A very important factor in Nomi’s character is her relationship with her girlfriend Amanita. Not only is it unusual to see a lesbian couple portrayed in a healthy relationship in television, but it’s nearly unheard of to have an interracial lesbian couple. As Nathaniel Philips says “Race is one of the most, if not the most, significant factors of our identity. It shapes our ideas on sexuality, gender, power, success, love, religion, our ideals, our hopes, and our dreams. We are all racialized beings, and the media is inherently interested in portrayals of race in American society” (1). While I do agree that the media is interested in portrayals of race, I think it tends to be tired stereotypes, or the token person of color that is portrayed as opposed to an independent character. This is something I see differently in Sense8. Because half of the main characters are people of color, and of the white characters only two are Americans, it would seem sloppy and bad writing to fall back on the tired racial tropes. I believe this is the push we must make towards more diversity, because let’s be honest, stereotypes aren’t funny or clever. Derald Wing Sue says “Many white Americans have a difficulty acknowledging race-related issues because they elicit guilt about their privileged status, threatens their self-image as fair, moral, and decent human beings, and more important, suggest that their “unawareness” allows for the perpetuation of inequities and harm to POC” (1). I believe this to be true, which is why it is imperative that not only white people run the show. When we made our own television short in class, I realized that it’s much easier to fall back on characters you share some experience with, which made it harder for me to empathize and talk create a realistic character who struggled with their gender, because that is something I’ve never personally dealt with. It might have been easier if I had input from other people who have gone through a similar situation as I was writing the script. This speaks to the need for diversity among writers and directors of other television shows as well.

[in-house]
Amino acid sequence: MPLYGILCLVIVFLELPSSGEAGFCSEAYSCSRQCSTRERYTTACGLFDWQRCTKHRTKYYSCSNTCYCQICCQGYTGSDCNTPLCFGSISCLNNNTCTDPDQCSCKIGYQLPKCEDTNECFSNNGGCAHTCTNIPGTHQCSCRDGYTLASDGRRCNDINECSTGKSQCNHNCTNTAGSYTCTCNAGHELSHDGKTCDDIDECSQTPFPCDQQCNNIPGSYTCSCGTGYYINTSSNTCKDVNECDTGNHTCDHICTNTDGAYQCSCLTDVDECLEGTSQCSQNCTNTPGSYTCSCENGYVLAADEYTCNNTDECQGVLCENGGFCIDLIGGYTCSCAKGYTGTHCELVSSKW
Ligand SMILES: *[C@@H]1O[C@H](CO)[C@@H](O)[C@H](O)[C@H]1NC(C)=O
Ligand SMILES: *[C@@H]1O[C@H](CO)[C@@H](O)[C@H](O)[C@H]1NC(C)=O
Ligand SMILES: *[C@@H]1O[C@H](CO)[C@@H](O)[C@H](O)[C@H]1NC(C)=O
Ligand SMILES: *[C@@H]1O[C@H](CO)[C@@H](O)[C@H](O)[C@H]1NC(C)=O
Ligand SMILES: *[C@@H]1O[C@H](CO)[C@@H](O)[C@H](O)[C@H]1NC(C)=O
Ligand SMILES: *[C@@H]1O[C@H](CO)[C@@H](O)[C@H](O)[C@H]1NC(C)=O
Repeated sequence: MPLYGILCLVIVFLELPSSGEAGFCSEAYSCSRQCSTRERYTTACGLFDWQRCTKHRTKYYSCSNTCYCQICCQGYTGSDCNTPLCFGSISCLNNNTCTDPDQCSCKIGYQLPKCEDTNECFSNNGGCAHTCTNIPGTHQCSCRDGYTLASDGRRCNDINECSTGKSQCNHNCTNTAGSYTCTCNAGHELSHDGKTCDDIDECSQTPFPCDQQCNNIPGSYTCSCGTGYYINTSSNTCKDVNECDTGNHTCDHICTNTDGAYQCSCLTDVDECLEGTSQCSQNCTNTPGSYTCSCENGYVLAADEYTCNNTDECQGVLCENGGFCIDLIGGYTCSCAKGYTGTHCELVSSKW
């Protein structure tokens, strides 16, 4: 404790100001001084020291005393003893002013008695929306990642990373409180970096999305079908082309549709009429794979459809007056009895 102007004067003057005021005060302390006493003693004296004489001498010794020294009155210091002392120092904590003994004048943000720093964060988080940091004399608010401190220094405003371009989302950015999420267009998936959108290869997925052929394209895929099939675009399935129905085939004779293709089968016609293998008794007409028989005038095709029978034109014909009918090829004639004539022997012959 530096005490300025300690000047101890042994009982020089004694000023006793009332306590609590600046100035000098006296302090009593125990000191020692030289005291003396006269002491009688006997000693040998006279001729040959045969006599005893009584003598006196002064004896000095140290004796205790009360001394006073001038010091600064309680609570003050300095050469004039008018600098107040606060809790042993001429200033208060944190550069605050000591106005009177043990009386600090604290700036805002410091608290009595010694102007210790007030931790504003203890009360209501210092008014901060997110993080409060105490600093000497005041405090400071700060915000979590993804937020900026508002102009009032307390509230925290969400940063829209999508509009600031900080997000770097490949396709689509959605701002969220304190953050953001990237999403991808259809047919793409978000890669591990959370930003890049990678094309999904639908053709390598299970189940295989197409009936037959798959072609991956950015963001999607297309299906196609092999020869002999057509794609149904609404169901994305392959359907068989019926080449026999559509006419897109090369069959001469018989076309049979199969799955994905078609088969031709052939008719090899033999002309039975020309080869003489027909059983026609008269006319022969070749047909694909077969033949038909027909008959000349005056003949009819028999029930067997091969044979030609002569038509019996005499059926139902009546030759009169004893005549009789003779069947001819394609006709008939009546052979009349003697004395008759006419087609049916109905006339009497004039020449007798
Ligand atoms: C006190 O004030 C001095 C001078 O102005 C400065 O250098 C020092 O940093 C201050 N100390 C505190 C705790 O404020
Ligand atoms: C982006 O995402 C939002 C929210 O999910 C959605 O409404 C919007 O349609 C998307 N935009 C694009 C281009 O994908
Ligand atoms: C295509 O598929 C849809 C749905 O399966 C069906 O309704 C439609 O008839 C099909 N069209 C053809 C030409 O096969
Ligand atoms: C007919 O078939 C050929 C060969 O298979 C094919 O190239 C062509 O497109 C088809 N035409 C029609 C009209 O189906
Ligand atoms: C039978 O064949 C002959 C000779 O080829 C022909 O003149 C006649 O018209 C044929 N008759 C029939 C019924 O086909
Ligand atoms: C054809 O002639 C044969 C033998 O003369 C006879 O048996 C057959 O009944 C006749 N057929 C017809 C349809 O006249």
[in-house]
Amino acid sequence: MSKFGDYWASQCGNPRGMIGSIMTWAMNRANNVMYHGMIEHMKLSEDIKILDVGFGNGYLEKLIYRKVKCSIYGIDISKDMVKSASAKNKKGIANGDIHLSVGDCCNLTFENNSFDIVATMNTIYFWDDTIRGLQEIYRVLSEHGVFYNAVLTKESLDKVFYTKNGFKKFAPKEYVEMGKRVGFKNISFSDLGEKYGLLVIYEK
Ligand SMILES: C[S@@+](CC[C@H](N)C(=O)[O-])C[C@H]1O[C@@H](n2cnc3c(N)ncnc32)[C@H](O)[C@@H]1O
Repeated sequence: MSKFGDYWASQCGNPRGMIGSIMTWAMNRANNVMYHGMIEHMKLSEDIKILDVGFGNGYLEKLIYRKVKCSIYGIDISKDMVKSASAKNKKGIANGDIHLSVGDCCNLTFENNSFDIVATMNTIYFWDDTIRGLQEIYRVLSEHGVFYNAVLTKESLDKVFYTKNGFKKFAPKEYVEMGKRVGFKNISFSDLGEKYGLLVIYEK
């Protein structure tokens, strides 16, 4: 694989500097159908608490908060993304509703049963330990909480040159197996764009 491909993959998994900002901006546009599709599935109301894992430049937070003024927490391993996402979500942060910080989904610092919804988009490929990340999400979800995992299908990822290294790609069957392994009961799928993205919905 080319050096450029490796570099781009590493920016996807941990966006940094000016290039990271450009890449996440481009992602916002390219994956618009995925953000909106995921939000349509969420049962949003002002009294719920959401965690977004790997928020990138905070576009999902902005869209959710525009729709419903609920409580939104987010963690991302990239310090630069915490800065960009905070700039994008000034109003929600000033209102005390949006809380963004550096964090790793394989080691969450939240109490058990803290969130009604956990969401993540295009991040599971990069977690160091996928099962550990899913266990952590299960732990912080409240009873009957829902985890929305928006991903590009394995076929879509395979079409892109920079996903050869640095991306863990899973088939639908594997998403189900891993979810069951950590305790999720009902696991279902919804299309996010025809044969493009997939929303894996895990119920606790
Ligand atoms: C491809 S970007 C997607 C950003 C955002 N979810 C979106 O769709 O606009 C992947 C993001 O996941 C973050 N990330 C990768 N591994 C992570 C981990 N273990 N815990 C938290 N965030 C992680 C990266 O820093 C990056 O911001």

Because Sense8 has so many complex female leads, it is a strong example of feminism in media. Not all the women presented are strong in the same way, but each has their own unique strengths. In her book Fantasy Girls, Elyce Rae Helford states “Though we now have female warriors, ships captains, witches, aliens, and superheroes, they remain overwhelmingly white (or at least portrayed by white actresses), heterosexual, and silent on such issues as class disenfranchisement” (5). While this definitely proves to be true for much of the media currently out there, I can sense a definite shift in television culture, as consumers push for more diversity. Netflix is pioneering in that it has debuted quite a few shows in the past few years that deal with intersectional identities and issues, and hopefully other media outlets will begin to follow suit.